Lincoln’s Birthday and the Chase for His Killer
February 12, 2013 1 Comment
For the average reader, a good book comes across their lap every so often and a great book lands there every other blue moon. For a more-than-average reader like myself, the likelihood of a great book opening itself up is much higher.
MANHUNT: THE TWELVE DAY CHASE FOR LINCOLN’S KILLER by James L. Swanson is one such book that I would like to share with you all. You may be asking why I’m recommending a book about a piece of history everyone already knows about front and back. Well for starters, it doesn’t take many pages to learn that you didn’t know the whole story. And secondly, if you’re one of those people, like myself, who wishes you could hop in a time machine and witness climatic moments in history, this book is your portal.
I read the assassination account to Sarabeth and we were both near tears, which is saying how vivid the retelling actually is. I felt like I could reach out and touch the back of President Lincoln’s head as Booth snuck into the vestibule to pull the infamous trigger firing off the shot the nation still hears today.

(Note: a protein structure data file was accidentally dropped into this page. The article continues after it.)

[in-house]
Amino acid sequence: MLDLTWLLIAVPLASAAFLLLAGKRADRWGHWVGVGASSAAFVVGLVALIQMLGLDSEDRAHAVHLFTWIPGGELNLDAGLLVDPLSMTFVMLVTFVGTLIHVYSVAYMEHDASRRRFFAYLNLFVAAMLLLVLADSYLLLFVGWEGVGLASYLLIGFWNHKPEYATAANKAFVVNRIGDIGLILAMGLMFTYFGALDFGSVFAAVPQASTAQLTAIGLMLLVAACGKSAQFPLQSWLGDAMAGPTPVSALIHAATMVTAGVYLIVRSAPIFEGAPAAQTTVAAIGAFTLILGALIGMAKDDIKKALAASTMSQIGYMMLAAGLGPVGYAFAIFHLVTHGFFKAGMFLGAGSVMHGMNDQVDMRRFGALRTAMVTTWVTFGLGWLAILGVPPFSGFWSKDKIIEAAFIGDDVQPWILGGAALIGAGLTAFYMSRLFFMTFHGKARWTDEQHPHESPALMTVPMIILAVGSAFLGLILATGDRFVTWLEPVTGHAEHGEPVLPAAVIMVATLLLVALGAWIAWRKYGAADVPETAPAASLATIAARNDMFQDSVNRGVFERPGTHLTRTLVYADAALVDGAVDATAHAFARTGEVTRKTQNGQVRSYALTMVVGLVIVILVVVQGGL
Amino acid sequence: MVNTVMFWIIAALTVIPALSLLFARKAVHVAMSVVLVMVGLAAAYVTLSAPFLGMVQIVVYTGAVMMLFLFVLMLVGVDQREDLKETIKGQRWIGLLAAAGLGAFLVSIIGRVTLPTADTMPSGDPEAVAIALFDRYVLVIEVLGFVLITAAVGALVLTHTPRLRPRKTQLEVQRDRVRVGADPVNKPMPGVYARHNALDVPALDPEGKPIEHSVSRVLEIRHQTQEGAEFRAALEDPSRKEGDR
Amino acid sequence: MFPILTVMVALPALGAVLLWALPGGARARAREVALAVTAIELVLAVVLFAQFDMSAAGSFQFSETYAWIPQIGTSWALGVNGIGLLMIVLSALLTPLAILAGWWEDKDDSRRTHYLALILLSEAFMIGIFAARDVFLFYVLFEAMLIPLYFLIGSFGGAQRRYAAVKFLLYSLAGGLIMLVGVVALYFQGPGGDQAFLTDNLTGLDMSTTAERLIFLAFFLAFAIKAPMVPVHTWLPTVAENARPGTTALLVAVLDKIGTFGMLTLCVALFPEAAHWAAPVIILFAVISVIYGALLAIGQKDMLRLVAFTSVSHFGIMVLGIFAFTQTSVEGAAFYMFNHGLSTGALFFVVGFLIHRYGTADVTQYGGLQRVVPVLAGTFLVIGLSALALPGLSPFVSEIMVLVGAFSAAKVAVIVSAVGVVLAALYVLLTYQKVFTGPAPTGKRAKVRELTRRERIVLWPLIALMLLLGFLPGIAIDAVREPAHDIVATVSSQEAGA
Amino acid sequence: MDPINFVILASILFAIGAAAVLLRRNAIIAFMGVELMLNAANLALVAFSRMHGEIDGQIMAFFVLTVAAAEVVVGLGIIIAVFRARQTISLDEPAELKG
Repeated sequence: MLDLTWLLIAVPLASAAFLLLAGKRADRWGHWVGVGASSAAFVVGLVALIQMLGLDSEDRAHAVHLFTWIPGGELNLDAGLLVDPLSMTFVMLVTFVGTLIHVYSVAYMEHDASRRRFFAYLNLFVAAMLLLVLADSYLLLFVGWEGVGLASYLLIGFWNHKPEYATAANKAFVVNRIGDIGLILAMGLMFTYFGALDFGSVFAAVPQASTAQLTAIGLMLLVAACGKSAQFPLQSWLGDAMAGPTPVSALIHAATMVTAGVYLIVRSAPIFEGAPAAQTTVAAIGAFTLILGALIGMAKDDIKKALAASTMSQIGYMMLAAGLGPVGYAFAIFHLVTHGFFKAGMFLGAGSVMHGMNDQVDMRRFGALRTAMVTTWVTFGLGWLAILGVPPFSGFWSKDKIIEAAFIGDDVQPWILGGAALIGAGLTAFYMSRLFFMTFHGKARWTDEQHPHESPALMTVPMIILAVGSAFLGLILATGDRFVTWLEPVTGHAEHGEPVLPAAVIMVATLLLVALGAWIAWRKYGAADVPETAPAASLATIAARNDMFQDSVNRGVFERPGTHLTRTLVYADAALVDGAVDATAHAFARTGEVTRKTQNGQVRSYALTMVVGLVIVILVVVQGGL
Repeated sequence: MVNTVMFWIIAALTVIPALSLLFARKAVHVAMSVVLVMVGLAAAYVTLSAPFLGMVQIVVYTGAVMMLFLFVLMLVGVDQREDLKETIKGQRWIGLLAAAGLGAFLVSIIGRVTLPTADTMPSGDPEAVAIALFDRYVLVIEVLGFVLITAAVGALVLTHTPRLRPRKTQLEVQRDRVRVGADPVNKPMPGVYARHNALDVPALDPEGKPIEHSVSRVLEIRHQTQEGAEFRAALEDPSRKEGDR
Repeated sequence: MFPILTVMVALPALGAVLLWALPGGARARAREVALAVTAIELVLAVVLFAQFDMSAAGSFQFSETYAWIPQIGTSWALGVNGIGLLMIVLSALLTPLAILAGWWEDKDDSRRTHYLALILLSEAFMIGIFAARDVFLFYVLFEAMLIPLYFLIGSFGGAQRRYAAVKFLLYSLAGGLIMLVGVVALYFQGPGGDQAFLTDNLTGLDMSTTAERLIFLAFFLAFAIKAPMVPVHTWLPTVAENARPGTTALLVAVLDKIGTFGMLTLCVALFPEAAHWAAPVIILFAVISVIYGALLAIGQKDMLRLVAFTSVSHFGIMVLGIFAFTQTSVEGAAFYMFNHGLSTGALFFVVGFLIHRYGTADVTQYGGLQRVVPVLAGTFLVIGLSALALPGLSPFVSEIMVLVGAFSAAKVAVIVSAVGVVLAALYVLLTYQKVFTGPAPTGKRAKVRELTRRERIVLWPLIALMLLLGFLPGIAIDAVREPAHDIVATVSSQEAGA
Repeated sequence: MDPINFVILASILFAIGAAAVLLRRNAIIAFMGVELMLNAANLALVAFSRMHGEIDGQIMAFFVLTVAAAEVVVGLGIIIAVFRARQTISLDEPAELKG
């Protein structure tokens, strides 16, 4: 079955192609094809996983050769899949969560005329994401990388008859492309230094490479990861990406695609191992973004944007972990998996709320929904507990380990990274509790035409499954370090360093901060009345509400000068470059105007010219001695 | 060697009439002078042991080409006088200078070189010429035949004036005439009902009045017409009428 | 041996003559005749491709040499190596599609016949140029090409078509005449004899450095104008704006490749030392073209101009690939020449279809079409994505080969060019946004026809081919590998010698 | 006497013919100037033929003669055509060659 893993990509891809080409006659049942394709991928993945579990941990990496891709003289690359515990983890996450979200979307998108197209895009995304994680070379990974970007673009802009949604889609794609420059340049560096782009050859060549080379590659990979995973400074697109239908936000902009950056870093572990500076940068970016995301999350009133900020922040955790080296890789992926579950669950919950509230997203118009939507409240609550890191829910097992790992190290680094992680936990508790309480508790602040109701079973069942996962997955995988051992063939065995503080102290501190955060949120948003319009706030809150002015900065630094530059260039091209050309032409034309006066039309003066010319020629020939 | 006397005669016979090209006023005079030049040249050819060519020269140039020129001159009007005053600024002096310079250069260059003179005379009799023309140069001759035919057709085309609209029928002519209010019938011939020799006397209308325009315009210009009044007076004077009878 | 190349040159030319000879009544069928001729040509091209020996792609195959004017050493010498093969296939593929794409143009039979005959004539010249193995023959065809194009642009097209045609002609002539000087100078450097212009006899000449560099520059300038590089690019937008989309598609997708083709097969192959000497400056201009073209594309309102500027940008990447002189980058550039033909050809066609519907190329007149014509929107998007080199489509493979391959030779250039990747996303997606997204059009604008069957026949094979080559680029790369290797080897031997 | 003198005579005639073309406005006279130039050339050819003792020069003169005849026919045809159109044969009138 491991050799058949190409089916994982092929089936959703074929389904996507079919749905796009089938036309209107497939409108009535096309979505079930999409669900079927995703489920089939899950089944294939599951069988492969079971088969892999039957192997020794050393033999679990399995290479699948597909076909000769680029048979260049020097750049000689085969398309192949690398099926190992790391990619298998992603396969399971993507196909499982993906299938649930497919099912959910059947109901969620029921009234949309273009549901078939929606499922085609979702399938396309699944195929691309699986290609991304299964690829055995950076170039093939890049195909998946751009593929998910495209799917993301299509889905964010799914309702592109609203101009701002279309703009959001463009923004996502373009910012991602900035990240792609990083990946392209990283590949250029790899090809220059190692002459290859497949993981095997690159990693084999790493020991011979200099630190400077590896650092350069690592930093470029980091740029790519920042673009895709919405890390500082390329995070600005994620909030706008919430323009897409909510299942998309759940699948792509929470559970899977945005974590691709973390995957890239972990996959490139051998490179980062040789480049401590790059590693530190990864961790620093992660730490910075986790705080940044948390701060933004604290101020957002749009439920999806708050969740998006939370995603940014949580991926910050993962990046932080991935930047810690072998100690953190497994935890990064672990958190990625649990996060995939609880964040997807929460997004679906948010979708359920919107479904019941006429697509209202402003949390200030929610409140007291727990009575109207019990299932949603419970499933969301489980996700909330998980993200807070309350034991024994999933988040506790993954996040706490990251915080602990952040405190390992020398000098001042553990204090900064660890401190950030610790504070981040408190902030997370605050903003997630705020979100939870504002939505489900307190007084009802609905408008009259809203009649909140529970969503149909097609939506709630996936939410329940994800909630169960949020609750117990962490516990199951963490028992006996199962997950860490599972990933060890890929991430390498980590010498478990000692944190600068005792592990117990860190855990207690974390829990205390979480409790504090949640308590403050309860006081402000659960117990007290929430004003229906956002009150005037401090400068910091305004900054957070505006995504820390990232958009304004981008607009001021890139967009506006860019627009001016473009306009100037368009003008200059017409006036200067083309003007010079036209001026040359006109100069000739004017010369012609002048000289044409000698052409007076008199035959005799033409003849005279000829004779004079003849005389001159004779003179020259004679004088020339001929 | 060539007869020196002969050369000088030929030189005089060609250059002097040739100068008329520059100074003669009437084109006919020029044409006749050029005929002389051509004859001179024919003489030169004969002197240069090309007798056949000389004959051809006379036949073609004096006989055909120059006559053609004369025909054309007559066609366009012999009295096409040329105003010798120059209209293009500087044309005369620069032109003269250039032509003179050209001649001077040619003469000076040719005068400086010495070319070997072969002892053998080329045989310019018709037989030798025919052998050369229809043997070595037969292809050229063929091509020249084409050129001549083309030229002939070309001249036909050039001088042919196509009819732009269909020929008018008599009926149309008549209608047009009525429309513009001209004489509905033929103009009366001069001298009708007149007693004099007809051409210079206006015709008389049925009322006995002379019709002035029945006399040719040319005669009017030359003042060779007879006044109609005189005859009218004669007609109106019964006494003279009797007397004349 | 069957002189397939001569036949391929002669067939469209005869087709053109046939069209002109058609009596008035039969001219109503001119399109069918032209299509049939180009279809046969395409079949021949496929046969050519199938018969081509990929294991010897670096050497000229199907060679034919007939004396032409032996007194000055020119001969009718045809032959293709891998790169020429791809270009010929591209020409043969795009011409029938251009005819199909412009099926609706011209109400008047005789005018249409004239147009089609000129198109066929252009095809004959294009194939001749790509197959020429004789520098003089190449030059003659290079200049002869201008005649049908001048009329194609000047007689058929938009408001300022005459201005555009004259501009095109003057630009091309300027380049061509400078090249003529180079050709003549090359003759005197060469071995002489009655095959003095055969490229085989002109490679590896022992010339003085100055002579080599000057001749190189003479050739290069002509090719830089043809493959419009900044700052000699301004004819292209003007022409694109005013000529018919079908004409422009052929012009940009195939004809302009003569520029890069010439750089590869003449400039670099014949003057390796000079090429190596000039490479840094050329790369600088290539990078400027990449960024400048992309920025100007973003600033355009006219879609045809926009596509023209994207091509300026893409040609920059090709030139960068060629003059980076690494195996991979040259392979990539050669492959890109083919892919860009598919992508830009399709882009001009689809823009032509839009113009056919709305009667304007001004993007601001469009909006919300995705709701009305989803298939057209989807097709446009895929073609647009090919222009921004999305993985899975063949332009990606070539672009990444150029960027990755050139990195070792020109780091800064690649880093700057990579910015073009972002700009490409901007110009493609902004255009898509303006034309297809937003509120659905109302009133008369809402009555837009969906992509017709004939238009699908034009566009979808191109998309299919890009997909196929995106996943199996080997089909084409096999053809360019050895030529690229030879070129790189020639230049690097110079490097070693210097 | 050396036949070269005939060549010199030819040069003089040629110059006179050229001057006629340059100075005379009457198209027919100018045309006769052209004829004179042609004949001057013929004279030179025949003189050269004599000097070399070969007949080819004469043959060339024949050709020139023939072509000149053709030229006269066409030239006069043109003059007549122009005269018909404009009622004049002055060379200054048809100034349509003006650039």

Furthermore, Manhunt turns into a rapid cat-and-mouse chase as Union soldiers ride through the thickets and country roads, passing Booth by merely yards not once but twice. Booth, with a broken leg, must employ his greatest acting talents to convince people that no, he is indeed not the assassin-at-large, but just a desperate Confederate soldier trying to hold his army together and continue the fight, so will you please take me in for the night?
It makes me wonder if Christopher Jordan Dorner is going through anything similar as I write this.
I would compare this book to CATCH ME IF YOU CAN by Frank W. Abagnale. They’re separated by a hundred years, the crimes committed in each tale are vastly different, but if you’ve seen the brilliant movie version of Catch Me, you know the kind of butterfly-feeling I’m talking about when the hunted is being ruthlessly pursued by the hunter, demanding justice to fall on his prey, yet you’re torn because something sinister inside of you is rooting for the bad guy, not so he can get away, but so that the story can continue.
It was a sad parting when I read the final pages of MANHUNT, but I am thankful that its sequel is sitting on my shelf, about the chase for Jefferson Davis. History buffs and thrill seekers alike would be doing themselves a gross misdeed by overlooking this work of art.
The book contains graphic imagery of stabbings and surgical procedures on victims of bloody crimes. Those with squeamish stomaches might want to be ready to skip a few pages.
What are your favorite history books that put you right in the action?